Third-year HUC-JIR/New York rabbinical students Benjamin Ross and Adam Lutz created Project Zug, an Israeli-American online learning experience, which received one of the New York campus's Be Wise seed grants in 2012-13, and has now been awarded $70,000 in funding from UJA-Federation of New York for the coming year.
Project Zug is an innovative initiative employing the ancient Jewish method of “hevruta” with modern technology of distance learning, to bring together the two largest Jewish communities of today, Israel and the United States. Ross founded the project in the U.S. with Hagit Bartuv in Israel. Ross and Bartuv connected in 2012 in Jerusalem when Ross, a student in our Year-In-Israel program, sought an Israeli partner to launch Project Zug. Bartuv directs the Midreshet website which specializes in enabling teachers and students to explore texts and culture through online learning and access to materials. Ross brought Lutz into the project to build out the website and help think about how to create an online community of Jewish learning. Their hope is that learning in pairs will reduce the geographical and cultural distance and strengthen the bond between the two cultures.
Thanks to the grant from UJA-Federation of New York, the program will be expanding from 100 participants from U.S. and Israel to 300 participants from around the world in the coming year.
Ross explains, "Both communities, unique in their innovations and challenges, have much to offer the other. How do we move past being merely donors or tourists, and create pathways to engage one another at a deeper level, reflecting on the cycle of our lives, Shabbat, the holidays. We are all striving and struggling with new identities and know too little about the good work the other is doing. Each country is creating a relevant contemporary Jewish culture, however, each country’s culture is developing in diverse directions without significant dialogue. We view Project Zug as a platform for meaningful one-to-one dialogue on text, culture, identity, and tradition."
Rabbi Shirley Idelson, Ph.D., Dean, HUC-JIR/Cincinnati, states, "Benjamin and Adam deserve tremendous credit for this achievement. Their Be Wise project was impressive in and of itself, and now, having been awarded this significant funding from UJA-Federation of New York, they'll be able to take Project Zug to another level. They are modeling exactly what the Be Wise project aims to cultivate--creativity, audaciousness in the best sense, and the ability to dream up a project reflecting their values, and make it real. Rabbi Stephen S. Wise would be proud!"
Ross began this project during the Year-In-Israel and continued it with Lutz when they began their studies in New York through the Be Wise Entrepreneurial Grants Competition at the New York campus. In celebration of the ninetieth anniversary of the founding of the Jewish Institute of Religion (JIR) in 1922 by Rabbi Stephen S. Wise and the Free Synagogue, students were asked to Be Wise, to showcase the values upon which Rabbi Wise founded JIR that are still part of the New York campus culture today. Students were challenged to design a project that would promote entrepreneurialism and bring a spirit of innovation and creativity to campus by exploring and experimenting with community-building and outreach techniques.
Lutz, brother Jeremy, and sister Emily, grew up in Los Angeles with mother Debbie and father Barry. Lutz's father Barry Lutz is the Senior Rabbi at Temple Ahavat Shalom in Northridge, CA. Lutz has a B.S. in Aerospace Engineering and a M.S. in Engineering. He worked for the NAVY for three years prior to attending HUC-JIR. Most recently, he has served as the Education Technology consultant for Temple Emanu-El in Dallas, TX; Visual Tefilah consultant for the Central Conference for American Rabbis; and is a Tisch Fellow and currently a Rabbinical Intern at Temple Shaaray Tefila on the Upper East Side of Manhattan.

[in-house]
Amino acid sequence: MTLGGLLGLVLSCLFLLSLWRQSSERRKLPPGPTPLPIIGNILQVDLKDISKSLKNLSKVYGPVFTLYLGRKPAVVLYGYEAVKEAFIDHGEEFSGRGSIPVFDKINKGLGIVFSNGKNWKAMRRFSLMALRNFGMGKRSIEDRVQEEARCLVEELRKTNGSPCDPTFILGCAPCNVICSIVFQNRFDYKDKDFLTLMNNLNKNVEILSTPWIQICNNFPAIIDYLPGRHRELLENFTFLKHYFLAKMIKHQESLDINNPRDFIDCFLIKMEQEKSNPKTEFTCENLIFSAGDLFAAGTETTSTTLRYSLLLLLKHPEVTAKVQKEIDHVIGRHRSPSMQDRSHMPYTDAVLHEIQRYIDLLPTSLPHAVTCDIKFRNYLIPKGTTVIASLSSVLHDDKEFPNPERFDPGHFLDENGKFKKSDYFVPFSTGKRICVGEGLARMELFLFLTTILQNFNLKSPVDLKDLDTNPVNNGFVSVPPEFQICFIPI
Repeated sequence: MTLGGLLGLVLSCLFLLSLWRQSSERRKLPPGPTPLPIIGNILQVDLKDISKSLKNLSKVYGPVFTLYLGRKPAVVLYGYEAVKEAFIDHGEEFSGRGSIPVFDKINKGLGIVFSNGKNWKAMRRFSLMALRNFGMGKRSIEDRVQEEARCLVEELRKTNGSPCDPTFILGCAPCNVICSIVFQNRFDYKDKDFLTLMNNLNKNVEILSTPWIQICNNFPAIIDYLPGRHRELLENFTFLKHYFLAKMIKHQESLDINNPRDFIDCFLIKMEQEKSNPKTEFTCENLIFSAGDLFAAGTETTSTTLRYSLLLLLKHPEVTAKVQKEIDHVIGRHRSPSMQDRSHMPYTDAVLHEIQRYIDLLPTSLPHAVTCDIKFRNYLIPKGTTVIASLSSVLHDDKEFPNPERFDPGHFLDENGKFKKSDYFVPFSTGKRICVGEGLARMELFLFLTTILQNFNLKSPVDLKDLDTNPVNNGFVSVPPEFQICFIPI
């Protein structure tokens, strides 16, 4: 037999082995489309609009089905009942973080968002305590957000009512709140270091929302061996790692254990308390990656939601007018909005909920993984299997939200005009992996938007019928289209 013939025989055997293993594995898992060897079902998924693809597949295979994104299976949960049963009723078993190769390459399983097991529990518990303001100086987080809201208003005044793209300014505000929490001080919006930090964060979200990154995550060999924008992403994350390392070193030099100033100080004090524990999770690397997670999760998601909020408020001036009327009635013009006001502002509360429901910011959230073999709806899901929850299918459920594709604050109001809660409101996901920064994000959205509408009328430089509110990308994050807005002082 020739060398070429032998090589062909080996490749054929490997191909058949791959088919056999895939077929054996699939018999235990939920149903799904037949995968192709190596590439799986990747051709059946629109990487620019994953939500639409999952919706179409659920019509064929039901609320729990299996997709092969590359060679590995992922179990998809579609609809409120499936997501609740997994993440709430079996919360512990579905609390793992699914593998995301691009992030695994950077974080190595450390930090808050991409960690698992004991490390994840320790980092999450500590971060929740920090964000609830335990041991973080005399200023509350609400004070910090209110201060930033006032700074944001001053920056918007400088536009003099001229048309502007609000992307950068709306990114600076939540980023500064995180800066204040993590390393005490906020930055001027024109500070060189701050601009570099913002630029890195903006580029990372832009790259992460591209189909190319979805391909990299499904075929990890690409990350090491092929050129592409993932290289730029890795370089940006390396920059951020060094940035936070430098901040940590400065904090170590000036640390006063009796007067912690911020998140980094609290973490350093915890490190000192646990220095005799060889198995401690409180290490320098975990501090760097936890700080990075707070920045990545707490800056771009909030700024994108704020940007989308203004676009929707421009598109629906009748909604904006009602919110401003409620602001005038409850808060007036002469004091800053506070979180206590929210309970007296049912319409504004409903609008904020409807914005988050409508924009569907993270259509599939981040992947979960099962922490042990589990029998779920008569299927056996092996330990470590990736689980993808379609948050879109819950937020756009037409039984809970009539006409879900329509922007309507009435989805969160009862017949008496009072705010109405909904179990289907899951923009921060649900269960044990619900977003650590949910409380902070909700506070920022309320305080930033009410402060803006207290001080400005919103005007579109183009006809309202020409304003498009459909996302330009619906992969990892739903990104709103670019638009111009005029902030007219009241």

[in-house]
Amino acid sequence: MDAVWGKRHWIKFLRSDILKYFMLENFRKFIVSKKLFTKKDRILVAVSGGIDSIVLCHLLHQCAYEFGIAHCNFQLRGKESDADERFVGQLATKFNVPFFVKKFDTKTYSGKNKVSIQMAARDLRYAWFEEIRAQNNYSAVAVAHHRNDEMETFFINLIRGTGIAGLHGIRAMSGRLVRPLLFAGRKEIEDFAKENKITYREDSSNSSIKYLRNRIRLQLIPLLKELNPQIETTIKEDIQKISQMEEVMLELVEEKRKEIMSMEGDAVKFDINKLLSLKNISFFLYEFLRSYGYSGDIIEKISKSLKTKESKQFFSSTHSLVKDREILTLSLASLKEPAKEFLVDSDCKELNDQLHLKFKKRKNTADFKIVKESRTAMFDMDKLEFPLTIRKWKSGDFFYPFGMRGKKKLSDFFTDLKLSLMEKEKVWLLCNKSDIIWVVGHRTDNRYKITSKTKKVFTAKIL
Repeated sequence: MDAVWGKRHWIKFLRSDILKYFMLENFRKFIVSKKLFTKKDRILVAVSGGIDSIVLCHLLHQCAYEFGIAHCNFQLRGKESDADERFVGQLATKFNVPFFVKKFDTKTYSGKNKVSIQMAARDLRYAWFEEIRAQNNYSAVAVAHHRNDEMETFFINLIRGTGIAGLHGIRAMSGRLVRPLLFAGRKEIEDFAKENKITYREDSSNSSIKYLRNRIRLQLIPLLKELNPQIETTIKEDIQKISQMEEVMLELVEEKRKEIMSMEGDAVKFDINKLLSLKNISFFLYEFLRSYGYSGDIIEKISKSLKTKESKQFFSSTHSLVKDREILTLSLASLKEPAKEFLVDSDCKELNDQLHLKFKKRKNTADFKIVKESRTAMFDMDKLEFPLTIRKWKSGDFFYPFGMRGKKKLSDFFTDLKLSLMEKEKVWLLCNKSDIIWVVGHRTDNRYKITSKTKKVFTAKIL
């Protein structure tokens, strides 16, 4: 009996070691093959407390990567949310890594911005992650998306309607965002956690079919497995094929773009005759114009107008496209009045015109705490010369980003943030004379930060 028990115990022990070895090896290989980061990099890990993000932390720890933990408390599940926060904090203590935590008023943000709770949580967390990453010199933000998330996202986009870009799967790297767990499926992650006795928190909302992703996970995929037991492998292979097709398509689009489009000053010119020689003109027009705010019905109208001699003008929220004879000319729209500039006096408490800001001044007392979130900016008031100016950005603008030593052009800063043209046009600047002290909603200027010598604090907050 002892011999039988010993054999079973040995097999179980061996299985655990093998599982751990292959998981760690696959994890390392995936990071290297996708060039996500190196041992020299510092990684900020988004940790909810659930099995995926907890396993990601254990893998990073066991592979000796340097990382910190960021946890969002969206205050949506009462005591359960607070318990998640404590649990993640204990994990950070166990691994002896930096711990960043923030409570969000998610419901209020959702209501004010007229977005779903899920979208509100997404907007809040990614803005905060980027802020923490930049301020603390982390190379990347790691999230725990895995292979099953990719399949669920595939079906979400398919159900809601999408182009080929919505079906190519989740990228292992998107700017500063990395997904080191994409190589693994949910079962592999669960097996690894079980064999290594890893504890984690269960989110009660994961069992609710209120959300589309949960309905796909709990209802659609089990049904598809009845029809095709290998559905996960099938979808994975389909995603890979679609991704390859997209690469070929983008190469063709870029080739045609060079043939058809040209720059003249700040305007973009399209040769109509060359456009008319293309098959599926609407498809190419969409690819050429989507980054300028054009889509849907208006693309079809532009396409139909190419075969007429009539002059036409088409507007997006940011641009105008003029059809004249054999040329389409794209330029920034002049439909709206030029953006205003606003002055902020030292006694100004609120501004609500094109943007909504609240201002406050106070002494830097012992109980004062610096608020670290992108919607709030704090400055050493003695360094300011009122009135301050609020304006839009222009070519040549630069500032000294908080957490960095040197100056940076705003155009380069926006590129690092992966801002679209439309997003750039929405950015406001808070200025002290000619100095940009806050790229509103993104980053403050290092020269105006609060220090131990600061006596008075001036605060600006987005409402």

Ross worked in the secular, Jewish, and interfaith social change field for fifteen years before beginning rabbinical school at HUC-JIR. He most recently served as the Chief of Field Operations for Jewish Funds for Justice, now called Bend the Arc. Ross served as the Board Chair of the Jewish Meditation Center of Brooklyn, Board Co-Chair of Interfaith Funders, was a founding member of B’nai Jeshurun’s synagogue organizing work, and served on the synagogue’s Board of Trustees for six years. He is a Tisch Fellow, Wexner Graduate Fellow and recipient of the UJA Federation of New York's Rabbi Seymour Siegel Scholarship. Benjamin lives in Jackson Heights, Queens, with his wife, Liz, and son, Reuven.
Project Zug is launching their second round and accepting applications until December 31, 2013. Apply now >
Founded in 1875, Hebrew Union College-Jewish Institute of Religion is the nation's first institution of higher Jewish education and the academic, spiritual, and professional leadership development center of Reform Judaism. HUC-JIR educates men and women for service to North American and world Jewry as rabbis, cantors, educators, and nonprofit management professionals, and offers graduate programs to scholars and clergy of all faiths. With centers of learning in Cincinnati, Jerusalem, Los Angeles, and New York, HUC-JIR's scholarly resources comprise the renowned Klau Library, the American Jewish Archives, research institutes and centers, and academic publications. In partnership with the Union for Reform Judaism and the Central Conference of American Rabbis, HUC-JIR sustains the Reform Movement's congregations and professional and lay leaders. HUC-JIR's campuses invite the community to cultural and educational programs illuminating Jewish heritage and fostering interfaith and multiethnic understanding. www.huc.edu